You are here
OPTIMAL LUNG CANCER SCREENING CRITERIA AMONG PERSONS LIVING WITH HIV
Subhashini A. Sellers1, Andrew Edmonds1, Catalina Ramirez1, Sushma Cribbs2, Igho Ofotokun2, Laurence Huang3, Alison Morris4, Meredith C. McCormack5, Ken M. Kunisaki6, Maria P. Rivera1, M. Brad Drummond1, Adaora Adimora1
1University of North Carolina at Chapel Hill, Chapel Hill, NC, USA,2Emory University, Atlanta, GA, USA,3University of California San Francisco, San Francisco, CA, USA,4University of Pittsburgh, Pittsburgh, PA, USA,5Johns Hopkins University, Baltimore, MD, USA,6Minneapolis VA Health Care System, Minneapolis, MN, USA
Based on the National Lung Screening Trial (NLST), US Preventive Services Task Force (USPSTF) recommends screening with low-dose chest computed tomography scan for adults aged 55-80 with >30 pack-year smoking history who are current smokers or quit within the last 15 years. Persons living with HIV (PLWH) are at increased risk for lung cancer but were excluded from the NLST. This study evaluated the performance characteristics of NLST criteria in confirmed lung cancer cases and matched controls from observational cohorts of men and women with HIV. We also explored alternative thresholds to improve lung cancer detection rates.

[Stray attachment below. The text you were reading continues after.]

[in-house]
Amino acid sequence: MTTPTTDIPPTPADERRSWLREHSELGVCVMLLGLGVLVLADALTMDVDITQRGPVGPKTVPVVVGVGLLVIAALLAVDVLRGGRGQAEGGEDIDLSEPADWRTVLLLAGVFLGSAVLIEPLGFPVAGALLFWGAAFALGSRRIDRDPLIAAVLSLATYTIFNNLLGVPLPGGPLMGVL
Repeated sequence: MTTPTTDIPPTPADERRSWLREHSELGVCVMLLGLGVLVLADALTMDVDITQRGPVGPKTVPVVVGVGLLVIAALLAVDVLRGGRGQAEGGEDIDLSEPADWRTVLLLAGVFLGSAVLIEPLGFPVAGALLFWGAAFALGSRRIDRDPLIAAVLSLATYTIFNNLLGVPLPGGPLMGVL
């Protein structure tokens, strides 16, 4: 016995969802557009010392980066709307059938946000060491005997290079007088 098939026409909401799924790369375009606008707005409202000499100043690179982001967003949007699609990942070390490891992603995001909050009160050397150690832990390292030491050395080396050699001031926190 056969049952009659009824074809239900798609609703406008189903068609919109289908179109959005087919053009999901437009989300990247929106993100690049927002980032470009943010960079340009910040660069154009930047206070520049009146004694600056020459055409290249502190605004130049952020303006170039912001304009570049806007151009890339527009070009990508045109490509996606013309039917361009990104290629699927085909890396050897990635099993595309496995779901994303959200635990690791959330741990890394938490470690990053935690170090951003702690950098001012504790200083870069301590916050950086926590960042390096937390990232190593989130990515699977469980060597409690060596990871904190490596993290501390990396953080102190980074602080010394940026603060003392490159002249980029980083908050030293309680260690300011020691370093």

We selected all confirmed lung cancers among PLWH who were current/former smokers and ≥40 years at diagnosis in the Women's Interagency HIV Study (WIHS) and the Multicenter AIDS Cohort Study (MACS). Controls, selected from each cohort, were PLWH with no reported lung cancer during all follow-up visits, matched on 5-year age windows. Clinical and demographic characteristics, and proportions meeting NLST screening criteria, were compared. Alternative thresholds included iterative reductions in age, pack-years, and quit date.
We identified 44 WIHS women and 17 MACS men with HIV and incident lung cancer (Table). Lung cancer incidence was 270 and 104 per 100,000 person-years in women and men, respectively (p<0.001). Race and income did not differ between cases and controls. Compared to controls, women with lung cancer had a significantly lower median CD4 count but no significant difference in median viral load. In men, there were no significant differences in these markers of HIV infection between cases and controls. Only 16% of women and 24% of men with lung cancer met USPSTF screening criteria. Optimal age and pack-year screening criteria in women (age 49-75, ≥16 pack-year history) yielded 52% sensitivity and 75% specificity. In men, optimal criteria (age 43-75, >19 pack-year history) yielded sensitivity (82%) and specificity (76%).
Current USPSTF lung cancer screening guidelines performed poorly in PLWH, as <25% of lung cancer cases met criteria. Alternative thresholds of age, smoking history, and quit date can better identify PWLH to screen for lung cancer. Among PLWH, lung cancer risk was higher in women than men. This study demonstrates the need for risk prediction modeling incorporating sex and markers of HIV infection to identify high risk individuals who would benefit from screening despite not meeting current USPSTF criteria.